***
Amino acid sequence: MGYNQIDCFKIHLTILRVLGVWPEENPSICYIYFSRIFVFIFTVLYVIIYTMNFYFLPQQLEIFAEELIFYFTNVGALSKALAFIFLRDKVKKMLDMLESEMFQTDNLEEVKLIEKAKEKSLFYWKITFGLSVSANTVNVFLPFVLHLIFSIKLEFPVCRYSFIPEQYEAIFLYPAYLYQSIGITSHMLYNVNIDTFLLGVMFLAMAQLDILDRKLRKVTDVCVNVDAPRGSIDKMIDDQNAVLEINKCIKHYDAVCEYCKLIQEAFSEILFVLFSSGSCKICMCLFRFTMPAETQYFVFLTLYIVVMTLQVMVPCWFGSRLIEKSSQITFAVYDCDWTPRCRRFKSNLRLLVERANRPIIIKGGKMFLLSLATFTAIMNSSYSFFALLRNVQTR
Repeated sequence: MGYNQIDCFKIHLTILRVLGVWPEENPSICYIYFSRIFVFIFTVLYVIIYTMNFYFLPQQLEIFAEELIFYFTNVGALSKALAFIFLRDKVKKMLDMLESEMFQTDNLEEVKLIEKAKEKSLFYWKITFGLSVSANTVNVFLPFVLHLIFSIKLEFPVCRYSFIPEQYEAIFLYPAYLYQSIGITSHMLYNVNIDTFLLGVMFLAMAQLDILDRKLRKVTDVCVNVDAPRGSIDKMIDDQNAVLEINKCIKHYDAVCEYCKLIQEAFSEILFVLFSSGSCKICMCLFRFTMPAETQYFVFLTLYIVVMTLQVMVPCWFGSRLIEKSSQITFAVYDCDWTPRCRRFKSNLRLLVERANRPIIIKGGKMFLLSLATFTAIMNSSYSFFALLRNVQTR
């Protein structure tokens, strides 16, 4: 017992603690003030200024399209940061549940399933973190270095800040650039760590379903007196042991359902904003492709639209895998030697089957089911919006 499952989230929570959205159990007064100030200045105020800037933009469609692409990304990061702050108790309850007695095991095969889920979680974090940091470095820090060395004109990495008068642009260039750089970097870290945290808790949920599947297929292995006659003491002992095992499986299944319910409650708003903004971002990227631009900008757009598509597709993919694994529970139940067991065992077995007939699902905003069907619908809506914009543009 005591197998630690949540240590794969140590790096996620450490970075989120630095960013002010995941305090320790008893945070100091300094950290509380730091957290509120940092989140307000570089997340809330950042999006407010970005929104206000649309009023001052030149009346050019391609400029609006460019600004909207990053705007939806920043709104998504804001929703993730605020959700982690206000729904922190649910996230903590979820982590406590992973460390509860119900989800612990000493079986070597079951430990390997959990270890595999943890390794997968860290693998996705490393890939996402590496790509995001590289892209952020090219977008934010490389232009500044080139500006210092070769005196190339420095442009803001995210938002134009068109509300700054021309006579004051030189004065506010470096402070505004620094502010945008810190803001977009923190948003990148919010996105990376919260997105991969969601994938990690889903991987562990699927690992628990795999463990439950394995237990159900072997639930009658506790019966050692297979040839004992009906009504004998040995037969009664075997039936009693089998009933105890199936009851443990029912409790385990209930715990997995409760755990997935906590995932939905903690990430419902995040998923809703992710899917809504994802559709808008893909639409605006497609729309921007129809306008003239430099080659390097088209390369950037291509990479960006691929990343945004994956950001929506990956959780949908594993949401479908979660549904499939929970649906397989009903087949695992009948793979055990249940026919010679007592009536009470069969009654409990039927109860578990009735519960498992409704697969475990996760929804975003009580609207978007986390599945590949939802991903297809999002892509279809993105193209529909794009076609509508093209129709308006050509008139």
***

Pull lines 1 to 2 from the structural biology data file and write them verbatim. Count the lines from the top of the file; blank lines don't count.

Amino acid sequence: MGYNQIDCFKIHLTILRVLGVWPEENPSICYIYFSRIFVFIFTVLYVIIYTMNFYFLPQQLEIFAEELIFYFTNVGALSKALAFIFLRDKVKKMLDMLESEMFQTDNLEEVKLIEKAKEKSLFYWKITFGLSVSANTVNVFLPFVLHLIFSIKLEFPVCRYSFIPEQYEAIFLYPAYLYQSIGITSHMLYNVNIDTFLLGVMFLAMAQLDILDRKLRKVTDVCVNVDAPRGSIDKMIDDQNAVLEINKCIKHYDAVCEYCKLIQEAFSEILFVLFSSGSCKICMCLFRFTMPAETQYFVFLTLYIVVMTLQVMVPCWFGSRLIEKSSQITFAVYDCDWTPRCRRFKSNLRLLVERANRPIIIKGGKMFLLSLATFTAIMNSSYSFFALLRNVQTR
Repeated sequence: MGYNQIDCFKIHLTILRVLGVWPEENPSICYIYFSRIFVFIFTVLYVIIYTMNFYFLPQQLEIFAEELIFYFTNVGALSKALAFIFLRDKVKKMLDMLESEMFQTDNLEEVKLIEKAKEKSLFYWKITFGLSVSANTVNVFLPFVLHLIFSIKLEFPVCRYSFIPEQYEAIFLYPAYLYQSIGITSHMLYNVNIDTFLLGVMFLAMAQLDILDRKLRKVTDVCVNVDAPRGSIDKMIDDQNAVLEINKCIKHYDAVCEYCKLIQEAFSEILFVLFSSGSCKICMCLFRFTMPAETQYFVFLTLYIVVMTLQVMVPCWFGSRLIEKSSQITFAVYDCDWTPRCRRFKSNLRLLVERANRPIIIKGGKMFLLSLATFTAIMNSSYSFFALLRNVQTR